Students and staff from the Duke of York’s Royal Military School paid tribute at Remembrance events in London, Dover and across the Channel in Belgium to service personnel who lost their lives in conflict.
Executive Principal and Commandant Chris Russell and students and staff from the school took part in the Torch Lighting Ceremony of the British Torch of Remembrance at Westminster Abbey’s Tomb of the Unknown Warrior last week. In a service led by the Dean of the Abbey, the Very Rev John Hall, students formed a guard of honour to stand over the tomb during the service, as well as a colour party and buglers. Students taking part were Guard of Honour: SUO Jed Adkins (Guard of Honour Commander), DSUO Andrew Slevin, JUO Stephen Walley, JUO Suchit Thapa, JUO Sophie Noble JUO Denica Nedjalkova, JUO Isabella Henry. Colour Ensigns: JUO Olivia Murray and JUO Megan Williams. Buglers: Kiran Pun, Naveed Malik, Bibek Mall. American Cadets: Alexander Rusin, Joshua Crisler, Benjamin Snider and MMA Edward Cha.
Back in Kent, cadets from the school provided a Guard of Honour, buglers and drummers for a Service of Remembrance at Dover Marine Railway Station (now the cruise terminal) in support of the British Torch of Remembrance and railway company Southeastern, as the torch continued its journey to Ostend and Flanders.
Over in Belgium, the British Torch of Remembrance UK branch, which is now run by the school, met the Belgian branch of the Torch of Remembrance, visiting the Menin Gate, Flanders Fields and the Kings Day Parade in Brussels.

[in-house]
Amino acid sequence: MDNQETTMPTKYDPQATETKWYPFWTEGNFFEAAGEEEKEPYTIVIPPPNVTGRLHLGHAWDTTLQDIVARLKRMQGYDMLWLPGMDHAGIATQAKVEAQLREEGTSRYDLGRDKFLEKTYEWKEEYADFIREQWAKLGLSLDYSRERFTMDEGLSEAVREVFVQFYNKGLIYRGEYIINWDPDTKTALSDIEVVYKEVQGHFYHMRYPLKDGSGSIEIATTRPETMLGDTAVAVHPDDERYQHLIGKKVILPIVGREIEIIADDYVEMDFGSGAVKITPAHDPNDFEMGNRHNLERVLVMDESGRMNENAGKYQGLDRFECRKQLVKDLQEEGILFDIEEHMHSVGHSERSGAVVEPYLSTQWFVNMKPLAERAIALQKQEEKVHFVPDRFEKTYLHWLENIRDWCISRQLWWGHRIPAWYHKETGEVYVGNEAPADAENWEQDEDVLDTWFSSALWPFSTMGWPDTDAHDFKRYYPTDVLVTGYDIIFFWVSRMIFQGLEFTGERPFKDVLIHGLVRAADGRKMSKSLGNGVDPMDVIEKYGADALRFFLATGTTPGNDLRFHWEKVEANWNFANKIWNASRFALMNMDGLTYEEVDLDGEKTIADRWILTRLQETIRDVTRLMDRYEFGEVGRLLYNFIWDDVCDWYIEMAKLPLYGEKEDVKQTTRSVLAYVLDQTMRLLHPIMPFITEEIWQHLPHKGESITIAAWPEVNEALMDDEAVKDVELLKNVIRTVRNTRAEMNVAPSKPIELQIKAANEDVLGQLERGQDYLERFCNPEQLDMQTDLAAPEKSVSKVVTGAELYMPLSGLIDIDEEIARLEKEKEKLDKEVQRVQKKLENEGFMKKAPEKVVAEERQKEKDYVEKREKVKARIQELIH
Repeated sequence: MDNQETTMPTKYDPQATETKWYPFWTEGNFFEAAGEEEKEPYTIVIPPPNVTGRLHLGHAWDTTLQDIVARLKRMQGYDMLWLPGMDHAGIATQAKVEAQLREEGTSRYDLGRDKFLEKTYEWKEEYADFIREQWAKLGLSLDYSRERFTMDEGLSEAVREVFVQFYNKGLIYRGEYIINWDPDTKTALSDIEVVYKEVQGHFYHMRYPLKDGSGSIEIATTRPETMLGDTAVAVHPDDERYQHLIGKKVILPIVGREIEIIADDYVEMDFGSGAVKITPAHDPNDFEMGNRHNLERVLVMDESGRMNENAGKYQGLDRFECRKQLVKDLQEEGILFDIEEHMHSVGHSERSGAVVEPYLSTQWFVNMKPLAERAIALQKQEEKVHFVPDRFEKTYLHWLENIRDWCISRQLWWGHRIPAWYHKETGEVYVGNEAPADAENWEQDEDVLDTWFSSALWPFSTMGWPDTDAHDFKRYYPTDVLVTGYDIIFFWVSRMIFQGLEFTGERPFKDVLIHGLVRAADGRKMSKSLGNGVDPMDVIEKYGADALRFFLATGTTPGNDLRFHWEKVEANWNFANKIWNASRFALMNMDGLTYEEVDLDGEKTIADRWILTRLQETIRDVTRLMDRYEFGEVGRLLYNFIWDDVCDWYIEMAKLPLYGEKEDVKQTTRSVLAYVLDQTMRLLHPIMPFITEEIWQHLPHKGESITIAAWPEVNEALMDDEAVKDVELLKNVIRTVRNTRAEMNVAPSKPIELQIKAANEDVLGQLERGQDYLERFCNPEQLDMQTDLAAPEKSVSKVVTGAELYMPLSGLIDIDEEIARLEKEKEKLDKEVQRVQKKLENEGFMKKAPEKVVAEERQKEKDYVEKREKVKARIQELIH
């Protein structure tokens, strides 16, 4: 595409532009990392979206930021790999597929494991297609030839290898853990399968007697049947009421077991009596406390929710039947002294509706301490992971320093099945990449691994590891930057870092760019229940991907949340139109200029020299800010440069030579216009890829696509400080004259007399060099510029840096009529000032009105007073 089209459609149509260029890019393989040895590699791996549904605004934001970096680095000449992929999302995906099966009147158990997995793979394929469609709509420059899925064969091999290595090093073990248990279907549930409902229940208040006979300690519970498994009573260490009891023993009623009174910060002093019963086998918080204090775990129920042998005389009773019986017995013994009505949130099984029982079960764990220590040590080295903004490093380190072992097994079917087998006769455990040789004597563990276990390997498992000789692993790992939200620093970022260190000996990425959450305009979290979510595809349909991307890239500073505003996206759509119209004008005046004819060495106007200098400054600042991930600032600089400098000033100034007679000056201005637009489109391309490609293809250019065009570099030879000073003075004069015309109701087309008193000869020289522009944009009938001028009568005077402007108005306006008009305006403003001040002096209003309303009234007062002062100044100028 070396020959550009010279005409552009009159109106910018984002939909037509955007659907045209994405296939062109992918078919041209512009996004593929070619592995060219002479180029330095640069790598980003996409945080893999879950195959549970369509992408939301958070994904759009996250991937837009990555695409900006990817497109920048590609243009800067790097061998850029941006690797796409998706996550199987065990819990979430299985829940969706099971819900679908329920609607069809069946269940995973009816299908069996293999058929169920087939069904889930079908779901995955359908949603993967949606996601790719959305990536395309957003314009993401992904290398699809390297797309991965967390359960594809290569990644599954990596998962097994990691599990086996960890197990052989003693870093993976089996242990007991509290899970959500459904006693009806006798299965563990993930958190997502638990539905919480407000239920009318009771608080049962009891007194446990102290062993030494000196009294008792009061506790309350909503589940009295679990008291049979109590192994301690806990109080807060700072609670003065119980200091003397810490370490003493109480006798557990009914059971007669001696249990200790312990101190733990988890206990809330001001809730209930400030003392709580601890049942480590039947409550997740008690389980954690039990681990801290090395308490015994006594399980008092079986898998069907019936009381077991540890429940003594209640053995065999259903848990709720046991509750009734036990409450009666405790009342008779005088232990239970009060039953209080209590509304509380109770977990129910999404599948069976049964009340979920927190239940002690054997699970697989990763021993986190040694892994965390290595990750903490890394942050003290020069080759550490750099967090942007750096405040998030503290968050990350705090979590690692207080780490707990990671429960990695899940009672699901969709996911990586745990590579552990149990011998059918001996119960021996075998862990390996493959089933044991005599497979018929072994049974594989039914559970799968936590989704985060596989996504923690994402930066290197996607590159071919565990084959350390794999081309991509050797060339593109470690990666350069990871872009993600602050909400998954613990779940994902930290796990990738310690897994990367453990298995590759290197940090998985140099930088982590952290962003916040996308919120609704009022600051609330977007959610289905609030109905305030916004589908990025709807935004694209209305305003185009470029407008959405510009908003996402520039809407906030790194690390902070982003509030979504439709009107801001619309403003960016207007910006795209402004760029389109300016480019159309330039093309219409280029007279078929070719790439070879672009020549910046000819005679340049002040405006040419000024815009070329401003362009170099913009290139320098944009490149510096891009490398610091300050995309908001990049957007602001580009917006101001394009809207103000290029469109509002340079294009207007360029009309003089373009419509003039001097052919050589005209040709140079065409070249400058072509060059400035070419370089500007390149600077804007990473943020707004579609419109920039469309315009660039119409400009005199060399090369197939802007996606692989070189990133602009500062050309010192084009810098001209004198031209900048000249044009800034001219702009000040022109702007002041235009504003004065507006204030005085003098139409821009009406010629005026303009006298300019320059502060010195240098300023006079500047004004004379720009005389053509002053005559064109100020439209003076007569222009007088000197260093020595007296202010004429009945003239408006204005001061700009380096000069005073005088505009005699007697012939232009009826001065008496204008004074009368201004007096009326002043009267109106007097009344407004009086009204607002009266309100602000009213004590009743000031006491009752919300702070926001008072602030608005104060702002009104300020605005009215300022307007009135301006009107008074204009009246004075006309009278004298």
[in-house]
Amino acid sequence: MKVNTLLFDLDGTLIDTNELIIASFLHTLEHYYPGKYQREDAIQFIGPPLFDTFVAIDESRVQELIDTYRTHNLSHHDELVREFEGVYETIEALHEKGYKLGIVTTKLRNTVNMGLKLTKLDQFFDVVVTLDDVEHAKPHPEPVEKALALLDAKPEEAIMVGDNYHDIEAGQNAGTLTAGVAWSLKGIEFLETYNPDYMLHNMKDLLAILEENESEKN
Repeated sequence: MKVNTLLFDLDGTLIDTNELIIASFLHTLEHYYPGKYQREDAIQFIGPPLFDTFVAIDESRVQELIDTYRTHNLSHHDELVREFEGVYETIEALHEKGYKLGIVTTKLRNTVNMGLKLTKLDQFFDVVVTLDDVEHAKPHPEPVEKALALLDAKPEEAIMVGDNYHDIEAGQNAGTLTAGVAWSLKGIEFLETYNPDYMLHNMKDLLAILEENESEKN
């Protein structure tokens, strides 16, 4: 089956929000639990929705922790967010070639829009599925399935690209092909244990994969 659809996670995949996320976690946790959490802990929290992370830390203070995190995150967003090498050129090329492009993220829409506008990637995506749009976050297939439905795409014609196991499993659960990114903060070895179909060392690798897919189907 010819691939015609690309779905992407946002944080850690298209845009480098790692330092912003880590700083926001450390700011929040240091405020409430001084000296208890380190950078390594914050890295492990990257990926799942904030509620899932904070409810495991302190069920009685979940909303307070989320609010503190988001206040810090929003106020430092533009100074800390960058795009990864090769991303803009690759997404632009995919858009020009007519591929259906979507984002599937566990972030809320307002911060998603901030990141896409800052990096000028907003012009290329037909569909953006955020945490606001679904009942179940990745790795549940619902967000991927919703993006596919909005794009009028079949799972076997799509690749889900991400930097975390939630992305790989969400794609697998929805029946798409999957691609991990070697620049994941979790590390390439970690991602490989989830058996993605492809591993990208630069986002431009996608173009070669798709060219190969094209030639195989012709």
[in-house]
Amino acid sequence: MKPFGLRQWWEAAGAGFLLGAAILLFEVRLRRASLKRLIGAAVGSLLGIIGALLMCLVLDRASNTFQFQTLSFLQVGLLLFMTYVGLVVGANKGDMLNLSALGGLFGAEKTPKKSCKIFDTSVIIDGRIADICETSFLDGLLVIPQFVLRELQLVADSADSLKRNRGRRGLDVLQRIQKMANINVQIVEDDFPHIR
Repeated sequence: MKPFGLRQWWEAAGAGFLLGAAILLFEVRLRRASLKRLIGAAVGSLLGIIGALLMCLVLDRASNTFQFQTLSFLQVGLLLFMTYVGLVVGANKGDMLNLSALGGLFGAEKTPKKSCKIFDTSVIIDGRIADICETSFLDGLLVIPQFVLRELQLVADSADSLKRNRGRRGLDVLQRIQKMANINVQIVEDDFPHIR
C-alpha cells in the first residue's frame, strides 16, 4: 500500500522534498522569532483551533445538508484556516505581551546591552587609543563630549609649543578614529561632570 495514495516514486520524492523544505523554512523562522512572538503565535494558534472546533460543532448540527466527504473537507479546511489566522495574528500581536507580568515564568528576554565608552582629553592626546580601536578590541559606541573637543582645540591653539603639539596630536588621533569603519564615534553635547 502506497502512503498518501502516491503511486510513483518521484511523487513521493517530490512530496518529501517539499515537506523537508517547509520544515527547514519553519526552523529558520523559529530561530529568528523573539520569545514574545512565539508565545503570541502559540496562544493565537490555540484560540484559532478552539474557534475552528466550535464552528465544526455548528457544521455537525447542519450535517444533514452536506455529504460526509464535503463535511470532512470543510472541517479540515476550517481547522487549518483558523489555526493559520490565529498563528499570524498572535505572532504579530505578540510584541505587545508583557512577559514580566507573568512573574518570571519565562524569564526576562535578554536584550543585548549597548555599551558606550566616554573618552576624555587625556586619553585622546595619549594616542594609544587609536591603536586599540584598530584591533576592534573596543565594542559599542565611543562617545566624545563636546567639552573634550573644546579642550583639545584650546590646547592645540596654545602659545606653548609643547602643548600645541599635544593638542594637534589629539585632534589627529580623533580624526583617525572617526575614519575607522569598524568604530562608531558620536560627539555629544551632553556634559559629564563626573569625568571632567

The school also hosted 160 former students in its dining hall on Saturday evening for The Dukies’ Association’s (TDA’s) Annual Reunion Dinner with many attending the school’s Remembrance Day service on Sunday, where Dukies past and present were inspected by Executive Principal and Commandant Chris Russell, together with TDA chairman, Simon Daglish.
Remembrance is a poignant time for the school because of its strong military ethos and popularity with parents serving in the Armed Forces. Since 2010, the school has attracted non-military families because of its traditional ethos and academic success.
Chris Russell, who is also Chairman of the British Torch of Remembrance, said:
“Many of our pupils have parents serving in the Armed Forces so Remembrance Day has particular meaning and significance to them. We are honoured that the school was chosen to take part in memorial events at Westminster Abbey and in Flanders.”